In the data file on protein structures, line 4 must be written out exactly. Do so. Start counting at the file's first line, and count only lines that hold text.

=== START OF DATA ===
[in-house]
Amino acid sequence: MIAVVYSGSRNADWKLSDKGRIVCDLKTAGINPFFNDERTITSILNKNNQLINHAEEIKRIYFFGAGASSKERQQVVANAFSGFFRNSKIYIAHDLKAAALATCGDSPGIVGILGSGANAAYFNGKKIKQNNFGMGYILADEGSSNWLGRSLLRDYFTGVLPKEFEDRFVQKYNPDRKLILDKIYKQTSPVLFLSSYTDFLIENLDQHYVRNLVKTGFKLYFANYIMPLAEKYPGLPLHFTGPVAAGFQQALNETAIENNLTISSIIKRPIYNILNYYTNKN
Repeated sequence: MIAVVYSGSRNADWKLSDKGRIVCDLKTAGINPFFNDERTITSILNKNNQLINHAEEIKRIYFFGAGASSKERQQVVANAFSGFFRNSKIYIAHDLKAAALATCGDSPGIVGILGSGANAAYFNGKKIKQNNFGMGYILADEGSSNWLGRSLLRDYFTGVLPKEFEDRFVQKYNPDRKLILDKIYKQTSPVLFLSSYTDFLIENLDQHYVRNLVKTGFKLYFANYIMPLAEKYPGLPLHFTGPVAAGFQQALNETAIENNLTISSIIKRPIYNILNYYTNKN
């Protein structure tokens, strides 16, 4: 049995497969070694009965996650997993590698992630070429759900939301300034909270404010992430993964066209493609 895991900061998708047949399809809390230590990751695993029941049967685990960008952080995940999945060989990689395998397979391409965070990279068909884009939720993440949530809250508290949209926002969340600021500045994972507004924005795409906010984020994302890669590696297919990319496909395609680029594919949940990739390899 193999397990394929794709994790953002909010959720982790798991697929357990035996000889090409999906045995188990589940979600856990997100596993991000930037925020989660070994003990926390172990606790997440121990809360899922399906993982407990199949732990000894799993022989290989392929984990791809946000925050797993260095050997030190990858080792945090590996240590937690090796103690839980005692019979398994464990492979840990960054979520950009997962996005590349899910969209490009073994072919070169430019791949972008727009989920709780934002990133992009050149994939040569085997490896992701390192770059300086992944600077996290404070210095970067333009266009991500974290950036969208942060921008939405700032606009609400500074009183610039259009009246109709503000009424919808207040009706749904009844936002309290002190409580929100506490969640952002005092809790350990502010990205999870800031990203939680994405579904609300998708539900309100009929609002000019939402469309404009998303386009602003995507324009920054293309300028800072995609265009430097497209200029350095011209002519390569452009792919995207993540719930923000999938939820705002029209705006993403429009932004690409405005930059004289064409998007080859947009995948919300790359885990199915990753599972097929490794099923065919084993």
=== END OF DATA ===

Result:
């Protein structure tokens, strides 16, 4: 049995497969070694009965996650997993590698992630070429759900939301300034909270404010992430993964066209493609 895991900061998708047949399809809390230590990751695993029941049967685990960008952080995940999945060989990689395998397979391409965070990279068909884009939720993440949530809250508290949209926002969340600021500045994972507004924005795409906010984020994302890669590696297919990319496909395609680029594919949940990739390899 193999397990394929794709994790953002909010959720982790798991697929357990035996000889090409999906045995188990589940979600856990997100596993991000930037925020989660070994003990926390172990606790997440121990809360899922399906993982407990199949732990000894799993022989290989392929984990791809946000925050797993260095050997030190990858080792945090590996240590937690090796103690839980005692019979398994464990492979840990960054979520950009997962996005590349899910969209490009073994072919070169430019791949972008727009989920709780934002990133992009050149994939040569085997490896992701390192770059300086992944600077996290404070210095970067333009266009991500974290950036969208942060921008939405700032606009609400500074009183610039259009009246109709503000009424919808207040009706749904009844936002309290002190409580929100506490969640952002005092809790350990502010990205999870800031990203939680994405579904609300998708539900309100009929609002000019939402469309404009998303386009602003995507324009920054293309300028800072995609265009430097497209200029350095011209002519390569452009792919995207993540719930923000999938939820705002029209705006993403429009932004690409405005930059004289064409998007080859947009995948919300790359885990199915990753599972097929490794099923065919084993």